Unsurprisingly, I didn’t manage to do it the first week. But when I remembered that “you only get what you put in”, I cracked down and managed to complete it. It may sound obvious, but this activity helped me to identify what I was doing when my moods dipped. This, in turn, helped me to think about whether these activities were the cause or the result of the problem.

I’ve now installed Daylio, a really cool app which allows me to do the same activity recording but on a daily rather than a 2-hour basis. You can read another blog of mine about wellbeing apps here if you fancy!

a photo of an open book, the pages are blank

What CBT techniques do you learn?

In this course, I learned about processes such as deconditioning, graded exposure, and pacing (via the boom and bust model).

Here are some quick definitions of each from external sources (to prevent me from reinventing the wheel):

Deconditioning

(Disclaimer: this is aimed for the elderly but is frequently seen in those with chronic illness).

‘Deconditioning Syndrome’ occurs when older people lose their abilities to do everyday activities over a period of time, and is often caused by inactivity. This can lead to reduced mobility, falls, functional incontinence, low self-esteem and functional abilities, and can result in longer term functional and psychological dependence.

Regaining the lost abilities (re-conditioning) can often take twice as long as deconditioning. Deconditioning can affect older people in a very short time frame and in any environment especially in acute hospitals and care homes.

It can be prevented by helping, encouraging and assisting people (where required) in performing activities of daily living. One does not need to go to a gym to do exercises. Performing routine day to day activities can be as good as exercises for many frail older people and helps them remain less dependent for longer.

Source: NHS

a photo of a person doing crunches on a mat on the floor

Graded Exposure

Graded Exposure is a way of treating a range of anxiety problems. It works best with simple phobias or other anxiety problems where you can identify what it is that you are anxious about.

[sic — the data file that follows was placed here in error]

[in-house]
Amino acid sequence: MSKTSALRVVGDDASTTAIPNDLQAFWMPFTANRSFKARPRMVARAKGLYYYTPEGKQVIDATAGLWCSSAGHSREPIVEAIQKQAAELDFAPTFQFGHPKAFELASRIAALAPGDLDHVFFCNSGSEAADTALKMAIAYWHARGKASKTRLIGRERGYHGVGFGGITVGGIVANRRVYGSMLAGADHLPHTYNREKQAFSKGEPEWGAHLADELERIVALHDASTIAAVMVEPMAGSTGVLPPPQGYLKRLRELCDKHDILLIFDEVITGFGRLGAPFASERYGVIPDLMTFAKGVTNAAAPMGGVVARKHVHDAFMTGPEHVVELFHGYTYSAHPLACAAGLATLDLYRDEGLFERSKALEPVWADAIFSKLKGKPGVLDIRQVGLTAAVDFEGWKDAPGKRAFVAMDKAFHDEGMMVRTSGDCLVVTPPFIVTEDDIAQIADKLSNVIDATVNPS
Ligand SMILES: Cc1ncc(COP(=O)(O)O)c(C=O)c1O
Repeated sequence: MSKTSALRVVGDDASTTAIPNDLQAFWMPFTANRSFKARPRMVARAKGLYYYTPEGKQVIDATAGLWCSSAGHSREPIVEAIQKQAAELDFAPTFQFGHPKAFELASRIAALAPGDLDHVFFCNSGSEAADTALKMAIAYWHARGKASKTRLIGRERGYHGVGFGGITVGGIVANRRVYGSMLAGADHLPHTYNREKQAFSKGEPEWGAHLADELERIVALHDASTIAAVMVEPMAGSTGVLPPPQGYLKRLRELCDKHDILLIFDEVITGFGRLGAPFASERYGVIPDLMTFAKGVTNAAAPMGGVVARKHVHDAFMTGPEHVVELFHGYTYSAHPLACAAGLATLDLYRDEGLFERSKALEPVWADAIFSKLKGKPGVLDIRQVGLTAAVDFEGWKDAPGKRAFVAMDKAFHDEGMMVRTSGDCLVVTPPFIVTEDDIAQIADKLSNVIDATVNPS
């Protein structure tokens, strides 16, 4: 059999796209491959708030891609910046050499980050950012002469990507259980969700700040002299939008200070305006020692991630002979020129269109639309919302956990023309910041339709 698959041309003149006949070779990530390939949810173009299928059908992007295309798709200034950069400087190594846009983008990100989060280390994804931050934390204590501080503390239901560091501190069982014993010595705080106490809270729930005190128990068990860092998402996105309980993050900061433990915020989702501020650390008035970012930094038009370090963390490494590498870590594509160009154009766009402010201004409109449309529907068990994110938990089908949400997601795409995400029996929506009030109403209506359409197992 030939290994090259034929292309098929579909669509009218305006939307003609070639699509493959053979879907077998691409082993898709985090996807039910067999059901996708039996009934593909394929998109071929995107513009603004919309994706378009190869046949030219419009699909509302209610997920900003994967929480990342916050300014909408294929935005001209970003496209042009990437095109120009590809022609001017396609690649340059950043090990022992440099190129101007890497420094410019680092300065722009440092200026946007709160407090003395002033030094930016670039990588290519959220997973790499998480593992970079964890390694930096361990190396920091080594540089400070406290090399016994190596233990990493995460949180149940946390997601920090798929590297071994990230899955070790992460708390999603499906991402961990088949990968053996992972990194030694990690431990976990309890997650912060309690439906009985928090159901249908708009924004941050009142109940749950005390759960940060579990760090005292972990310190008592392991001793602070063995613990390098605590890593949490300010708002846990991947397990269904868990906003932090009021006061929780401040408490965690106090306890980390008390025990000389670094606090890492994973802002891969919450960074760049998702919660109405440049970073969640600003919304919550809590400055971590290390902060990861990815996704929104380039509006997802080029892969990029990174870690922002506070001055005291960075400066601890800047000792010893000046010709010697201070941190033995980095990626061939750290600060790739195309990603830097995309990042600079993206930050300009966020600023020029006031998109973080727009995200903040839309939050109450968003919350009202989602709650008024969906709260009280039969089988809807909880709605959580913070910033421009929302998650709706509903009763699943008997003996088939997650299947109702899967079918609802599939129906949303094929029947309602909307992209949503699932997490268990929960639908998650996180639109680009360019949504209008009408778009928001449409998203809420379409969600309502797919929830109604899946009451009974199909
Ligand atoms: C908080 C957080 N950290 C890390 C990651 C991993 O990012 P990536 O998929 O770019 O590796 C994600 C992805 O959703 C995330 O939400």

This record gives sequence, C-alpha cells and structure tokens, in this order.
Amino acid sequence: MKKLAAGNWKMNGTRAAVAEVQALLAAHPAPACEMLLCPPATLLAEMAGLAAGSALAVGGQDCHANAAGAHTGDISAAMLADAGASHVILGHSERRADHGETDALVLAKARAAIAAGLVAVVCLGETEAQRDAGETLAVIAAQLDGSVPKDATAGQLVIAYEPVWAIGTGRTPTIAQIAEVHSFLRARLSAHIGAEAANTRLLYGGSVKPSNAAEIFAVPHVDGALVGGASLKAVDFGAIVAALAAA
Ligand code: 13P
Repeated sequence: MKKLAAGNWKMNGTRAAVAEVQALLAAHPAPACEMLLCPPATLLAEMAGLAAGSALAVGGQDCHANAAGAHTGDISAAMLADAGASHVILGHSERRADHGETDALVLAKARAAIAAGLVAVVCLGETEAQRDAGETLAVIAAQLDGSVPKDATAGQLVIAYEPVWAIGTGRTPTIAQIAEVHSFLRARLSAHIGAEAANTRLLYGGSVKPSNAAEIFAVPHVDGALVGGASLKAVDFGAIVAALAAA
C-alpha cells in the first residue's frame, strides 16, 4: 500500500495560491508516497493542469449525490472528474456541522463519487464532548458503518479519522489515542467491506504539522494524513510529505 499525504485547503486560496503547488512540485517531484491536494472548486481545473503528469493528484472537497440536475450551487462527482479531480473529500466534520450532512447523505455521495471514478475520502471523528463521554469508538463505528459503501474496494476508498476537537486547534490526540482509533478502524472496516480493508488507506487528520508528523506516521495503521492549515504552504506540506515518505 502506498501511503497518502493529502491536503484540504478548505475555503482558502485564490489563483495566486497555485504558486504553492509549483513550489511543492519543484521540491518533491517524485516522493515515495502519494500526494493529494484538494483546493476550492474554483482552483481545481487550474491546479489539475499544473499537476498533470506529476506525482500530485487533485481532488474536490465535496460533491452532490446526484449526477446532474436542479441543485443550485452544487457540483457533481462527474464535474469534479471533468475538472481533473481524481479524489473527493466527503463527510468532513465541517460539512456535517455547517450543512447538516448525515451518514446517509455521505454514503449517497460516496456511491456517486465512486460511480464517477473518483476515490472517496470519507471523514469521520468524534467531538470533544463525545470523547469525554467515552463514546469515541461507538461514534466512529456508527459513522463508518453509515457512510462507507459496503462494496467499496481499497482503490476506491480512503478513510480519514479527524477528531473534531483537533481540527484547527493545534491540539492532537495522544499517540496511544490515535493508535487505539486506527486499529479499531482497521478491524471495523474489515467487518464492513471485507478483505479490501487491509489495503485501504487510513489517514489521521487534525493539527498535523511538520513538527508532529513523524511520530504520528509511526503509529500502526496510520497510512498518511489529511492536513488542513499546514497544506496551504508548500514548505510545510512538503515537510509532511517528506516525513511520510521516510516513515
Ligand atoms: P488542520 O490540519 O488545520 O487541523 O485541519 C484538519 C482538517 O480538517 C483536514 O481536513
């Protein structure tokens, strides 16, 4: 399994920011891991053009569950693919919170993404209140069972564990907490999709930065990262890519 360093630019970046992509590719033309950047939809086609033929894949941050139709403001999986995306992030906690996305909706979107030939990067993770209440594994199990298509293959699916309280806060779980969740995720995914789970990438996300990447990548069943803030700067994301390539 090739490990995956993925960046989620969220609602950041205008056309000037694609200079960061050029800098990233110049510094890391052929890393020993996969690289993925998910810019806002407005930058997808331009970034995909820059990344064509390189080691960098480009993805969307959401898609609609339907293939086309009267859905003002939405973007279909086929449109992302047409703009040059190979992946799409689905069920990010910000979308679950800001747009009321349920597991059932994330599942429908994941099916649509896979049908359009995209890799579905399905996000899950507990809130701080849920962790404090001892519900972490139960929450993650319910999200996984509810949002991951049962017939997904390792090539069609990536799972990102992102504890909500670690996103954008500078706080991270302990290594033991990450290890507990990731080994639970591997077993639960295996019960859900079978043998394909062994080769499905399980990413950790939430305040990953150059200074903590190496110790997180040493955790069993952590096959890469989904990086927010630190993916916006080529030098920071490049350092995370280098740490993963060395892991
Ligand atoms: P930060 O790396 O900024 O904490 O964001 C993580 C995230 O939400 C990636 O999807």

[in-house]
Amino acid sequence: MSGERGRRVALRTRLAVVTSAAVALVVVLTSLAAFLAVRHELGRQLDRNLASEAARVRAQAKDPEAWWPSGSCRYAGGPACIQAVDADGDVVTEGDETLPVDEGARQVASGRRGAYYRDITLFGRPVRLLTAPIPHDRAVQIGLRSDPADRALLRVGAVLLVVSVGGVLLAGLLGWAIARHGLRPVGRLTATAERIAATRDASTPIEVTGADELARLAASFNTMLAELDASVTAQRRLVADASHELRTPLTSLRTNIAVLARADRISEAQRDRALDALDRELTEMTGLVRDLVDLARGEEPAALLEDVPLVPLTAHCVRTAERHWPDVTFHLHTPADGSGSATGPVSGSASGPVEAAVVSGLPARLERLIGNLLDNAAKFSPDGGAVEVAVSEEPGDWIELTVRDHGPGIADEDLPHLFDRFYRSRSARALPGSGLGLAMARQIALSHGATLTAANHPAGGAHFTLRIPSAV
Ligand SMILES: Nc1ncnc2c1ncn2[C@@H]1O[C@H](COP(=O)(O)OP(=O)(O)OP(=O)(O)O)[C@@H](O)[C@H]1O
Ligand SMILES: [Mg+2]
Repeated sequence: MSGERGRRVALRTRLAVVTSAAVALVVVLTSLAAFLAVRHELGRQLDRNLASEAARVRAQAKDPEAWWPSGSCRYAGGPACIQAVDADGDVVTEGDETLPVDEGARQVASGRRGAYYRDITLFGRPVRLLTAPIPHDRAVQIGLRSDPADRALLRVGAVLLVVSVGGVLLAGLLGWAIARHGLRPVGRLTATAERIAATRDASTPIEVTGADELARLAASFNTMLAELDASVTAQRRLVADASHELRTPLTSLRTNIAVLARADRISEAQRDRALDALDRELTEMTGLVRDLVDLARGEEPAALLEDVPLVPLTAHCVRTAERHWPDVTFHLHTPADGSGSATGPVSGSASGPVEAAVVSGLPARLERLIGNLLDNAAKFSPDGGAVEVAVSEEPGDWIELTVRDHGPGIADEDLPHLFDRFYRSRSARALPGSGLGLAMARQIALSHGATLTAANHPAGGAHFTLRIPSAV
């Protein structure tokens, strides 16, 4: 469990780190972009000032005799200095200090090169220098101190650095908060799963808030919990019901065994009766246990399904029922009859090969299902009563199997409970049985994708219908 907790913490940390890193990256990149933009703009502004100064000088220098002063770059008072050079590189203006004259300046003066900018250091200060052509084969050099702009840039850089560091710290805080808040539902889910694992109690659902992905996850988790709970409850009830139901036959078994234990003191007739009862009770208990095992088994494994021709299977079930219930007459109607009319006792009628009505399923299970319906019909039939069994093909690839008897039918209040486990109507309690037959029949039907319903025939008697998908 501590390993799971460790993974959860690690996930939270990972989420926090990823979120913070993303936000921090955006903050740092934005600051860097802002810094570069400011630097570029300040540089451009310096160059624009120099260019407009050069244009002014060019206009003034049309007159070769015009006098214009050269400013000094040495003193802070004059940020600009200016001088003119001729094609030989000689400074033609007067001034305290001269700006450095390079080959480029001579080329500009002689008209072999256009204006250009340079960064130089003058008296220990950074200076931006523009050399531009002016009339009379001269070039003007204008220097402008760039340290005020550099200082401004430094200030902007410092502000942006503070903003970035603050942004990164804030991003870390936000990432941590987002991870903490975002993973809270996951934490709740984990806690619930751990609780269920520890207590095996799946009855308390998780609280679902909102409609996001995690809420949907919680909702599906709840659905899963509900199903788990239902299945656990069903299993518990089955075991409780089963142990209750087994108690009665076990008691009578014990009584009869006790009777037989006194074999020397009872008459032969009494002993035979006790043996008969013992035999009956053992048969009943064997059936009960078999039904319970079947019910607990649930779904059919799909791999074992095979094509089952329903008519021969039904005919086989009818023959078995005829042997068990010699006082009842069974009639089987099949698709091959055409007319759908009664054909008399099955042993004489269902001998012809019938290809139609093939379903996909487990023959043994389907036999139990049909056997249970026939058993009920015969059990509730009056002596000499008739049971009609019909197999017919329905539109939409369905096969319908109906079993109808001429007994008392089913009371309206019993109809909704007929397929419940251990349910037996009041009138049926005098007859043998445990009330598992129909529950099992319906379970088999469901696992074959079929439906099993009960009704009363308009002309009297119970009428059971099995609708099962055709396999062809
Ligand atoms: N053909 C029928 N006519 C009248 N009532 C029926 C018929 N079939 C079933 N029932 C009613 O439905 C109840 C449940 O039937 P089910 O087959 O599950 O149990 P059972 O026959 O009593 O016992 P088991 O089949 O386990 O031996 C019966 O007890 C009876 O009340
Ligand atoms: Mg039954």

The basic idea is to gradually expose yourself to the feared situation in a way that allows you to control your fear at each step. If you get the steps right – in terms of how difficult each one is – you should be able to master your anxiety at each stage and conquer your fear.

Source: BBC

a photo of someone curling their skirt into their firsts

Pacing

Chronic pain can make it difficult to remain active. Many people with chronic pain do as much as they can on good days. This can cause an increase in pain, so that they need to reduce their activity for a few days. This is sometimes called a ‘boom and bust’ pattern. It can lead to reduced activity over time.

Pacing is a key skill in pain management. It involves taking a break before you need to so you have a consistent pattern of activity and rest. Over time, this is associated with being able to do more.

Often people tell us they are surprised how much they can get done by sticking to this approach.

Source: NHS

a photo of a row of treadmills, all with people using them

By clicking on the hyperlinks, you can find out more about each technique in further detail. I’ll probably touch on each one in more depth in separate blogs, but for now, I’ll say that learning about each condition exposed me to a new way of living.

I’m so grateful to have been invited to learn more about my chronic ‘life blocks’ through this CBT course. I sincerely appreciate the NHS for acknowledging people like me who often feel unseen due to their invisible conditions.

Now that I have tried and tested CBT methods, I can challenge my anxiety, maintain my energy levels, and build up my stamina. Overall, I can empower myself and take control of my debilitating conditions.

Let me know your thoughts down below! Have you had CBT, and did it work for you? Is CBT effective, or can it be effective for everyone?